When the duration of the disease is relatively short, for, say, the flu.Okay, how about this: under what circumstances would my inferring incidence from prevalence in the above question not be legitimate?
While that is true, it is not what I was looking for (as I said, "in the above question"). Even for life-long conditions, sometimes you cannot infer age-related incidence from age-specific prevalence. Hint: Polio would be a good example for what I am talking about.When the duration of the disease is relatively short, for, say, the flu.Okay, how about this: under what circumstances would my inferring incidence from prevalence in the above question not be legitimate?
Could the deaths be more spread out, i.e. with more of the older people dying? Or would a high case fatality imply that more young people die than old people?Not your bad - it was a valid answer, just not the one I was looking for. As for your current guess, a high case fatality rate would actually mean that the age effect is even bigger, since the dead youngsters don't show up in the prevalence statistics for older folks. Let me put it this way: how many people do you know with polio?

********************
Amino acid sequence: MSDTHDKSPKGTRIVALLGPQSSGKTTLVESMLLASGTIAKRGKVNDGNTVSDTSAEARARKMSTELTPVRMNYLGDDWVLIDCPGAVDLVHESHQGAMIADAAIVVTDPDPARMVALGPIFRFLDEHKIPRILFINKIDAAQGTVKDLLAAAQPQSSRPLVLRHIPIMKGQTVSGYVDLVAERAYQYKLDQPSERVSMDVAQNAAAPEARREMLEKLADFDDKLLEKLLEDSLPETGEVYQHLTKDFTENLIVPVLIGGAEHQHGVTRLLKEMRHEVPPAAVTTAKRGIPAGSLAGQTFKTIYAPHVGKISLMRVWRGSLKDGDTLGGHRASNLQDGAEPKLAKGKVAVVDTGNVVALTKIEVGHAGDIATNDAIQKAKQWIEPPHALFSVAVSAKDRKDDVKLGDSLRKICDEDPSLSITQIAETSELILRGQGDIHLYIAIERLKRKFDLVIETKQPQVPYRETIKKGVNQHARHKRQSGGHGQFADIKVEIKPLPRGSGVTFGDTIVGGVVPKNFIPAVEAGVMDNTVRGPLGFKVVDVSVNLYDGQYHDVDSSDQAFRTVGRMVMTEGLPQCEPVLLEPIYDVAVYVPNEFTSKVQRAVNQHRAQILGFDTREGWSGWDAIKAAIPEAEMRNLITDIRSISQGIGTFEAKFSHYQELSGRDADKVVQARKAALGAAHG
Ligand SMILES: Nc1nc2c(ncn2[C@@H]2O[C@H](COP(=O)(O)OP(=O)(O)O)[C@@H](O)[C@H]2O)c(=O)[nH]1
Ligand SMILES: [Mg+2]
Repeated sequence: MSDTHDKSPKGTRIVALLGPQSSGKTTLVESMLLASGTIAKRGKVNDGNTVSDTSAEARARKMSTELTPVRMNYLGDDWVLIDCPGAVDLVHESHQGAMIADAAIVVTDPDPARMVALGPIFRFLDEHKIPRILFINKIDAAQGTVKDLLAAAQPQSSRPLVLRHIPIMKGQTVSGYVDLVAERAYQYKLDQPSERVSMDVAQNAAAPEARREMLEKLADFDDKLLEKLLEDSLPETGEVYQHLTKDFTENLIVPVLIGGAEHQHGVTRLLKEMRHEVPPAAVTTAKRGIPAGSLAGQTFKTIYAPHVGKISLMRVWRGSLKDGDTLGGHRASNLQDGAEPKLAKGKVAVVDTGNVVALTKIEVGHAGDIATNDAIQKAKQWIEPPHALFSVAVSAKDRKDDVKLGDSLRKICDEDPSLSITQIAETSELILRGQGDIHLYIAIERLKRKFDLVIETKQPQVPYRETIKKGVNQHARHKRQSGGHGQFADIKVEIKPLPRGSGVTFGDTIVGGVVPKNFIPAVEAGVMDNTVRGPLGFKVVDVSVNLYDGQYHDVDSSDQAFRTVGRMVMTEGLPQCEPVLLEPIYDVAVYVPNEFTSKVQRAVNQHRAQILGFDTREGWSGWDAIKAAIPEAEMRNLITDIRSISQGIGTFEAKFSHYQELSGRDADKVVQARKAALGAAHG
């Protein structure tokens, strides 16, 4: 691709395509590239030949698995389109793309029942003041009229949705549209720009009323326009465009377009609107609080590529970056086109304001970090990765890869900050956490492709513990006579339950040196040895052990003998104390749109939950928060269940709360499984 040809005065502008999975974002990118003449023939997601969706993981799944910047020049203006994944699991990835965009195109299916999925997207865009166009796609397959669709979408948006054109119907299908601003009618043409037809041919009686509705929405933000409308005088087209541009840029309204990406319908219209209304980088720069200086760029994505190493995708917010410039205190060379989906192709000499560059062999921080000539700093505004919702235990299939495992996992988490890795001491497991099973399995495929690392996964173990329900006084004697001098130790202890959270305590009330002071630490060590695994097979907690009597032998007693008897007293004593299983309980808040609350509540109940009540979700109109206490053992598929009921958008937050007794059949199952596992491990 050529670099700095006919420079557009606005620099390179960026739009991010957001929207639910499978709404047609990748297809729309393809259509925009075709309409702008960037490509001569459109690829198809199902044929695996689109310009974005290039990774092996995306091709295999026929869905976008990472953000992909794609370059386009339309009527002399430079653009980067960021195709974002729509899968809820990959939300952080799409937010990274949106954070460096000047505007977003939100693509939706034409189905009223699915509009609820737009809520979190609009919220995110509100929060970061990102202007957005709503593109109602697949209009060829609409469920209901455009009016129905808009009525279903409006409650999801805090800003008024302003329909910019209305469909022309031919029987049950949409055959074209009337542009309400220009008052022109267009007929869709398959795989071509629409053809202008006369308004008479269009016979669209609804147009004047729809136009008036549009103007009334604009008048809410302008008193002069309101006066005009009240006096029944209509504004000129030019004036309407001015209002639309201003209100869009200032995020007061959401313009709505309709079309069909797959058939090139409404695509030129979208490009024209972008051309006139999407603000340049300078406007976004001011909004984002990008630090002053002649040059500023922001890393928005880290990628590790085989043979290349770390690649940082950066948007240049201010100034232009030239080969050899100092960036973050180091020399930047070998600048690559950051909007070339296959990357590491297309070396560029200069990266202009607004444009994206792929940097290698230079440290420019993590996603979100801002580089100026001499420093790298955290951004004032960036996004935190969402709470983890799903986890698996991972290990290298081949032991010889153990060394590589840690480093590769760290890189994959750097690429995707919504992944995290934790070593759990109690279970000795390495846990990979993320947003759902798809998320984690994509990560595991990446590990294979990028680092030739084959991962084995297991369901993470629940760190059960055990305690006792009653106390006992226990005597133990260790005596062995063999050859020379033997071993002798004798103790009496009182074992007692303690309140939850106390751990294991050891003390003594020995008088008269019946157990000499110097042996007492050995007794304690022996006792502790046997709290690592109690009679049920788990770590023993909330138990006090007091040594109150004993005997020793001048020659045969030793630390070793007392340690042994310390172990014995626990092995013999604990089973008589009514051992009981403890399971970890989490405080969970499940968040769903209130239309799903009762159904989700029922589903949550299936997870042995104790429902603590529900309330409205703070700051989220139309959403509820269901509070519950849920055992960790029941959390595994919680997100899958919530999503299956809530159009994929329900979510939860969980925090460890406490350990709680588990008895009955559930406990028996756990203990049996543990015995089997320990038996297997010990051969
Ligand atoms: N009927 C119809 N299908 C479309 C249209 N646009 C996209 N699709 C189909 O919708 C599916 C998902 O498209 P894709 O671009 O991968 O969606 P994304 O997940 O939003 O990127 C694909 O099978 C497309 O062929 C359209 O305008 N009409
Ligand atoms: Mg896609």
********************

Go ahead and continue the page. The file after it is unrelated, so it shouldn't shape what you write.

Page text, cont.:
Do you have to be young when diagnosed? Or is that the most common age at which to be diagnosed?Hmm. I can't think of a disease that you can get diagnosed with when young, has a high case fatality rate, but doesn't kill you until you are older. If there was such a thing then the prevalence among old people would be too low, as the dead are not counted. I'm thinking of something much simpler, though. What would the breakdown of polio look like, stratified by age?
Yes...?To clarify, I was merely trying to draw out the implications of your guess about case fatality rate.
If polio was common among younger people, wouldn't you know someone who had it?
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